PROPERTY OWNER FOUND NOT LIABLE FOR INJURIES TO INDEPENDENT CONTRACTOR’S EMPLOYEE

February 6, 2012

On January 4, 2012, San Antonio Court of Appeals affirmed the trial court’s judgment holding that an injured employee of an independent contractor failed to meet his burden to produce more than a scintilla of evidence that the property owner exerted contractual or actual control over his work.  Covarrubias v. Diamond Shamrock Refining Company, LP, 2012 WL 12116, No. 04-11-00289-CV (Tex.App.—San Antonio, Jan. 4, 2012).

Plaintiff-Appellant Pedro Covarrubias sued Defendant-Appellee Diamond Shamrock for premises liability and negligence after Covarrubias sustained second-degree burns while accessing the welds on a carbon steel line in one of Diamond Shamrock’s refineries.   Covarrubias was injured when the lift handrail of a scissor lift struck a nearby nipple (the fitting, consisting of a short piece of pipe, used for connecting two other fittings) causing it to break and hydrocarbons to be released.

In the first issue, the appellate court held that Covarrubias's claims were subject to Chapter 95 of the CPRC even though he was injured while accessing his work space using a scissor lift and not by the welds he was hired to repair.  See TEX. CIV. PRAC. & REM.CODE ANN. § 95.002.  The court held that since Covarrubias needed to use the scissor lift to access his work space, and although the nipple was not the object of Covarrubias's work, it was an unsafe part of his workplace.  Accordingly, the Court held as a matter of law that Chapter 95 applied to Covarrubias's claims.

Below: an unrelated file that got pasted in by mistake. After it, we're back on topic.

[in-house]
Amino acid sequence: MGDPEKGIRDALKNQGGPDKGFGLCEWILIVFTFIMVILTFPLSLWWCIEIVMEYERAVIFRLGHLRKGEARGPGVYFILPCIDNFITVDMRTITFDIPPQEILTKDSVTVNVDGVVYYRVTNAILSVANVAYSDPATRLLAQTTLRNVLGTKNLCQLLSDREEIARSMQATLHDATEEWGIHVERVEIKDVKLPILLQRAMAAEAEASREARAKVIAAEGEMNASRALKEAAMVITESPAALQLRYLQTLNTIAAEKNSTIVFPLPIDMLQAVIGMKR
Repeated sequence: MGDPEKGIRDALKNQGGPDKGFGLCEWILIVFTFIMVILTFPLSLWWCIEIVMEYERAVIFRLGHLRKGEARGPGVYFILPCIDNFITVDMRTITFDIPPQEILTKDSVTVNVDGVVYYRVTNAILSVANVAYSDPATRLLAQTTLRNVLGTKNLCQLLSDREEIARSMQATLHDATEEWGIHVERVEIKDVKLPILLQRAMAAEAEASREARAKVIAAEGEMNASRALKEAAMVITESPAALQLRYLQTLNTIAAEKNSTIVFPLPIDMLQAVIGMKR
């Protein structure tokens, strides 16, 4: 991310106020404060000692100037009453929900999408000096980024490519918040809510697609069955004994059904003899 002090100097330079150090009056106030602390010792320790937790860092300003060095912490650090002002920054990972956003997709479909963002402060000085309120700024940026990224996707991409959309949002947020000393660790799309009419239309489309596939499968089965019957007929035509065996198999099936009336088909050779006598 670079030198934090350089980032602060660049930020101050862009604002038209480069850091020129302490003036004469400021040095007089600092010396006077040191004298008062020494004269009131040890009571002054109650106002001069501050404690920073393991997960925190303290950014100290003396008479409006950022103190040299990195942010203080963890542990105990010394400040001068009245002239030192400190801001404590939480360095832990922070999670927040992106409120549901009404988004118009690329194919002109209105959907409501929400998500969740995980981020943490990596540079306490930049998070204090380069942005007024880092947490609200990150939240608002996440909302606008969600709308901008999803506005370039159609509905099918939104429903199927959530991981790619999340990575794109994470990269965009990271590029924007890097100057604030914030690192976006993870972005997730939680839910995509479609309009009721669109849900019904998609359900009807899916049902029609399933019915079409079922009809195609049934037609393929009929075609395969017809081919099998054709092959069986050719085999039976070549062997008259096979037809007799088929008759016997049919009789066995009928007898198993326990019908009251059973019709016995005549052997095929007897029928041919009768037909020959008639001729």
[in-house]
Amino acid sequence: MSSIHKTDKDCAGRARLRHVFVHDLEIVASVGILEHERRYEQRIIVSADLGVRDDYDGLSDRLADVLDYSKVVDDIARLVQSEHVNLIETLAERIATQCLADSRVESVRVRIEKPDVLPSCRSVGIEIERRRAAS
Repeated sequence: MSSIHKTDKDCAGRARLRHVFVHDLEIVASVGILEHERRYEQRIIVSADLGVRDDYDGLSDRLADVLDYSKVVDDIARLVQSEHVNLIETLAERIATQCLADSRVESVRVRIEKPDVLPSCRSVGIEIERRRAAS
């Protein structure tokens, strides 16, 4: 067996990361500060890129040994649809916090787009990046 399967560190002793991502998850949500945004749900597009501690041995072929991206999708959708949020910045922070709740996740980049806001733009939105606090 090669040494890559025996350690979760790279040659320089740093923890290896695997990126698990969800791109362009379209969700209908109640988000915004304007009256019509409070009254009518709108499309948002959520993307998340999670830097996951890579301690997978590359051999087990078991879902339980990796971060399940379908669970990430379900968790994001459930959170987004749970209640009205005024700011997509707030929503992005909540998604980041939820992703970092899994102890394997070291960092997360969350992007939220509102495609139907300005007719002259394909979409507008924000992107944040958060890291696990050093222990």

In the second issue, the appellate court held that Covarrubias did not meet his burden in producing more than a scintilla of evidence that Diamond Shamrock exerted contractual or actual control over his work. Under Chapter 95, Diamond Shamrock, as the property owner, is not liable for Covarrubias's injuries unless Diamond Shamrock exercised or retained some control over the manner in which Covarrubias's work was performed, and Diamond Shamrock had actual knowledge of the faulty nipple which caused Covarrubias's injuries. See TEX. CIV. PRAC. & REM.CODE ANN. § 95.003.  The court found that Diamond Shamrock did not retain control over the manner in which Covarrubias's work was performed (i.e. using the lift to access the welds), which is one of the elements of a claim under chapter 95 of the CPRC,  and  that  Covarrubias  did  not  produce  any  evidence  to  counter  this  contention.   Because Covarrubias failed in his burden regarding the first prong of chapter 95.003, the court did not address whether Diamond Shamrock had actual knowledge of the dangerous condition.